A crippled kabuki player is taken into a strolling company of itinerant actors. An influential publisher notices his honest, bold drawings, and nurtures him despite persecution and betrayal... See full summary »

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Cast

Credited cast:
...
Tonbo
...
Tsutaya
...
Troupe Leader
Tsurutarô Kataoka ...
Goro
Shirô Sano ...
Utamaro
Riona Hazuki ...
Hanasato
Toshiya Nagasawa ...
Tetsuzo (the future Hokusai)
Yasosuke Bando ...
Matsudaira Sadanobu
Tomijuro Nakamura ...
Gosei
Naoko Kato ...
Ohuji
Masumi Miyazaki ...
Gohi
Chôichirô Kawarasaki ...
Santo Kyoden
Naomasa Musaka ...
Manager Yohei
Rest of cast listed alphabetically:
Eisuke Sasai ...
Tomisaburo Segawa
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Storyline

A crippled kabuki player is taken into a strolling company of itinerant actors. An influential publisher notices his honest, bold drawings, and nurtures him despite persecution and betrayal. The film explores the eternal relationship between artist and producer, and describes the emanicipation of a man who refuses to let himself become the plaything of power and money. Written by L.H. Wong <as9401k56@ntuvax.ntu.ac.sg>

Plot Summary | Add Synopsis

Plot Keywords:

jidai geki | art | based on novel | See All (3) »


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Release Date:

4 February 1995 (Japan)  »

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User Reviews

 
Transformation of art in Edo-era Japan
23 November 2004 | by (Osaka, Japan) – See all my reviews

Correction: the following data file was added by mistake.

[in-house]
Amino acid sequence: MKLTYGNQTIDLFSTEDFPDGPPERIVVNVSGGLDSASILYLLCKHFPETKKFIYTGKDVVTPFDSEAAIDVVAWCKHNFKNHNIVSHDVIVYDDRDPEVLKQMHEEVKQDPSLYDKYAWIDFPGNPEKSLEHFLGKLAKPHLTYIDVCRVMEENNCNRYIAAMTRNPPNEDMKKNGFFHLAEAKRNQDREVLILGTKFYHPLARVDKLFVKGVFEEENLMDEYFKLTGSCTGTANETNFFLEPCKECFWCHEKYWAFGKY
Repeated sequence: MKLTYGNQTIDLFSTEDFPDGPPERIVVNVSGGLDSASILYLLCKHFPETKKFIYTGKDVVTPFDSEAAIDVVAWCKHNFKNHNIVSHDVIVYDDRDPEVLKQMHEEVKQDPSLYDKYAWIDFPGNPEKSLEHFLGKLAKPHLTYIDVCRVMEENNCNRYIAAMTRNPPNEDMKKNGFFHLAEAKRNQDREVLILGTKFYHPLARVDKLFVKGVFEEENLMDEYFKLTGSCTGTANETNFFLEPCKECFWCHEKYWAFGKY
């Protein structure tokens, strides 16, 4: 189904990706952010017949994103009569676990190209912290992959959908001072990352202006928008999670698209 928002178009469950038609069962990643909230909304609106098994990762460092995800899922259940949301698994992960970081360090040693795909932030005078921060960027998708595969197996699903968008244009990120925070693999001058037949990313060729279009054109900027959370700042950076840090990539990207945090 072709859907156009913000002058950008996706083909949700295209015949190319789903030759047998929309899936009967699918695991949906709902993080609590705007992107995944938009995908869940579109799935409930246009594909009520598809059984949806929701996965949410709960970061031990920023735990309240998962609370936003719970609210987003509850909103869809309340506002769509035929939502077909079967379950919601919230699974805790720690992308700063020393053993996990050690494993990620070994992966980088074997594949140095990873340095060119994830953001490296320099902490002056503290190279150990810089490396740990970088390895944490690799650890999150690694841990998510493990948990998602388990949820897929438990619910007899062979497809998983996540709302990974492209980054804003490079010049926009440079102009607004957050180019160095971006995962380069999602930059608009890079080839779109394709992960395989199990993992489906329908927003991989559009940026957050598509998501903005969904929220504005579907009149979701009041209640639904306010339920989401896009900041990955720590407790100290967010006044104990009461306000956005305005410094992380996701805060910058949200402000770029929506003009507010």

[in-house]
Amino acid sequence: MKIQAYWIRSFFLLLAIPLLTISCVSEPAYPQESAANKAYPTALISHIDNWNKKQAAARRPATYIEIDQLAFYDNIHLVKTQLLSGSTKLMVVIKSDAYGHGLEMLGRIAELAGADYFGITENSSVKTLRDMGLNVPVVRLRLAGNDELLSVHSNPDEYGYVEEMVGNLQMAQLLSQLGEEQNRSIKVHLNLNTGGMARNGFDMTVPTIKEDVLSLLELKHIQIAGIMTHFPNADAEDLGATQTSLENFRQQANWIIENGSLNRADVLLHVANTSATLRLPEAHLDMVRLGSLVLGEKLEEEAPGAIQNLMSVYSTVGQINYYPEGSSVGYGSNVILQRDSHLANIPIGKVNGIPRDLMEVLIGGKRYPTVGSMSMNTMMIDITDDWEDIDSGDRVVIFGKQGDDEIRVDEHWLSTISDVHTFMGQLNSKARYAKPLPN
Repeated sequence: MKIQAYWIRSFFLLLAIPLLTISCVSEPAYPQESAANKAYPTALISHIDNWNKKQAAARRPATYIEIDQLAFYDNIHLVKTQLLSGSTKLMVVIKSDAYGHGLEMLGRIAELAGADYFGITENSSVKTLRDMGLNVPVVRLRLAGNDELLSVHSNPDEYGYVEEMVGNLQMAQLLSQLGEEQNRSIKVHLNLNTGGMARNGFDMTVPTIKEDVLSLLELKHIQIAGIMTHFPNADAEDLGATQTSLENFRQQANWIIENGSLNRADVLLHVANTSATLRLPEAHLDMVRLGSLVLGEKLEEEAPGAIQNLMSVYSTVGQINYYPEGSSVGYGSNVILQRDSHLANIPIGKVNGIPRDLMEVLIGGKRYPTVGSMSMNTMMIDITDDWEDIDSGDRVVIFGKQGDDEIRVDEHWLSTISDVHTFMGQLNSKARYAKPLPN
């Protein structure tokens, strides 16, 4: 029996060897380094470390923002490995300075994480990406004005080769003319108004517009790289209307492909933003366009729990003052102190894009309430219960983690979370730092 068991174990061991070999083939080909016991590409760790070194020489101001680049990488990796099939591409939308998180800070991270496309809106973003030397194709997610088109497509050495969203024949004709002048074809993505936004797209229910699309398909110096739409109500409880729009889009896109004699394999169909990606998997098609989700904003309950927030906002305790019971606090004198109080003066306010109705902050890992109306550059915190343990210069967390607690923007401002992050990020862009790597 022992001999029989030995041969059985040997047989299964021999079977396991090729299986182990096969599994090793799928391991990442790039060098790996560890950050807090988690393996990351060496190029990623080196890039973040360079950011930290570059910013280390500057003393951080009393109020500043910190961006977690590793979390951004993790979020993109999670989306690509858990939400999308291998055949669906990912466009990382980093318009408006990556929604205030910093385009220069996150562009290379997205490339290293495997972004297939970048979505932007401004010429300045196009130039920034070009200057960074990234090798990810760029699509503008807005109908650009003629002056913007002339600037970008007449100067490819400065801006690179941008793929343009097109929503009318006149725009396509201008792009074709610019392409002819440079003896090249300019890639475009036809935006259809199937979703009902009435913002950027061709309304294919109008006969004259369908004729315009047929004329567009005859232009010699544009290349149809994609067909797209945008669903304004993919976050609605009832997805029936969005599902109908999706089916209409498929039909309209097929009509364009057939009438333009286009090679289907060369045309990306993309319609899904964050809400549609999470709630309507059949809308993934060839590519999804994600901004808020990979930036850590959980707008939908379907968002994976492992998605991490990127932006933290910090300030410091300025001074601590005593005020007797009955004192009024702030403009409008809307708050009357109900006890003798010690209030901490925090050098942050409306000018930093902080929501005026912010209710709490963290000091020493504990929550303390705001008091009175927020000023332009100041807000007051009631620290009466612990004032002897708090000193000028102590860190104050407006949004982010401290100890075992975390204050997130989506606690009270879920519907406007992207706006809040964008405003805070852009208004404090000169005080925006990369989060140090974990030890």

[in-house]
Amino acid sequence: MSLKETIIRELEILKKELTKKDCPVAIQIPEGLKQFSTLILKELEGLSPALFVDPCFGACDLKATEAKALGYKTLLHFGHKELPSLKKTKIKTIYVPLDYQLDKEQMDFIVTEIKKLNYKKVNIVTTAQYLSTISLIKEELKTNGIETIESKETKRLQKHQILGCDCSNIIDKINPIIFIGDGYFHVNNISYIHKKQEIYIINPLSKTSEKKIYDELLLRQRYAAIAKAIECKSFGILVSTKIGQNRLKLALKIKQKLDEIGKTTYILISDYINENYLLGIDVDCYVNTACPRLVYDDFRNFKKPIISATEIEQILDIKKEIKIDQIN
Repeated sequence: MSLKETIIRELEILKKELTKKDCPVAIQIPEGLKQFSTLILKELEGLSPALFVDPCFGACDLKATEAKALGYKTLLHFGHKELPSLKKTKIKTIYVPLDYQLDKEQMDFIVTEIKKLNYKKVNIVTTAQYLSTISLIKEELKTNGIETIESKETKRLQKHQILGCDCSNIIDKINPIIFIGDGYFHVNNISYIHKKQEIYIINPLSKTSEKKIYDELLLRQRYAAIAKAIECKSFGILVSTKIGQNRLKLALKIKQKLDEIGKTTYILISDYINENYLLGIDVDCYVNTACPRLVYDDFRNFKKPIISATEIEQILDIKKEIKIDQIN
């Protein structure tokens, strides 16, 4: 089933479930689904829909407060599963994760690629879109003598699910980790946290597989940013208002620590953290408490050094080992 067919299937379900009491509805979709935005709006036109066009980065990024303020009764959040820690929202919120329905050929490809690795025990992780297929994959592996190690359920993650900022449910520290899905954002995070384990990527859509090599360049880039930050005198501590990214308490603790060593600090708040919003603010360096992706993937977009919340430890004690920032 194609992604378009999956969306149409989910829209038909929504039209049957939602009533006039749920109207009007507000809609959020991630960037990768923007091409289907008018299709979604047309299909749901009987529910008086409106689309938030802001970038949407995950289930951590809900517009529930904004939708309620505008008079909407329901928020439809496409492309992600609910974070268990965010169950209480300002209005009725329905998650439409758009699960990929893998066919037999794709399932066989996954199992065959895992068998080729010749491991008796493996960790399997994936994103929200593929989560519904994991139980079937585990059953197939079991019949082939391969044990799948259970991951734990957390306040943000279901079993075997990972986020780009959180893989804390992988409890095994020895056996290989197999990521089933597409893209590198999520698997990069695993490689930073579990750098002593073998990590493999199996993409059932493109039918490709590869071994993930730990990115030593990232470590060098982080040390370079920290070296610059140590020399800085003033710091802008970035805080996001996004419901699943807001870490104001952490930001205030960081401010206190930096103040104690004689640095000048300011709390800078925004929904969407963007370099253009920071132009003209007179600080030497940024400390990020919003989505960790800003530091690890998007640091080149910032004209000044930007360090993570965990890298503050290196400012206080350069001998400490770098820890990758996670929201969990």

This film features a revolutionary artist named Sharaku in Edo-era Japan. Because the artist hasn't been identified by historians and we are not sure who he was, this historical film is based on a imaginary story like several Jack the Ripper films.

According to this film, the artist was born as a child of single parent who earned the living by painting with colored sand on street. He lost his single mother at the age of 6 and joined an acting&#12288;troupe through his late mother's lover to grow up. He was talented not only with&#12288;acrobatics on the stage but with painting. One day he happened to be employed as a contracted painter by a large capitalist-publisher. The publisher employed such an amateur because he searched for novel in order to recover the popularity of his own Kabuki company and Sharaku had it. Sharaku created amazingly realistic paintings which then Japanese public with dogmatic values can never create or accept.

Probably, the producers of this film wanted to tell Sharaku's realistic art was unexpected enlightenment in Japanese art and indirectly its society of late 18th century. In one scene, Rouju (I don't know how to translate this word, 'senior council member' would be good) Matsudaira tells us that Samurai's governance might be obsolete and might not fit the growing mercantile society. And in another scene, the artist refused to paint persons he never saw, but the people around him never found his refusal reasonable. These 2 scenes reflects the film's historical and social view, especially the latter depicts then Japanese public's fixed artistic values that supported the old Eastern idea that art should imitate art itself, not reality.

This film in the end implies that Sharaku's art was passed on to Hokusai's.


4 of 4 people found this review helpful.  Was this review helpful to you?

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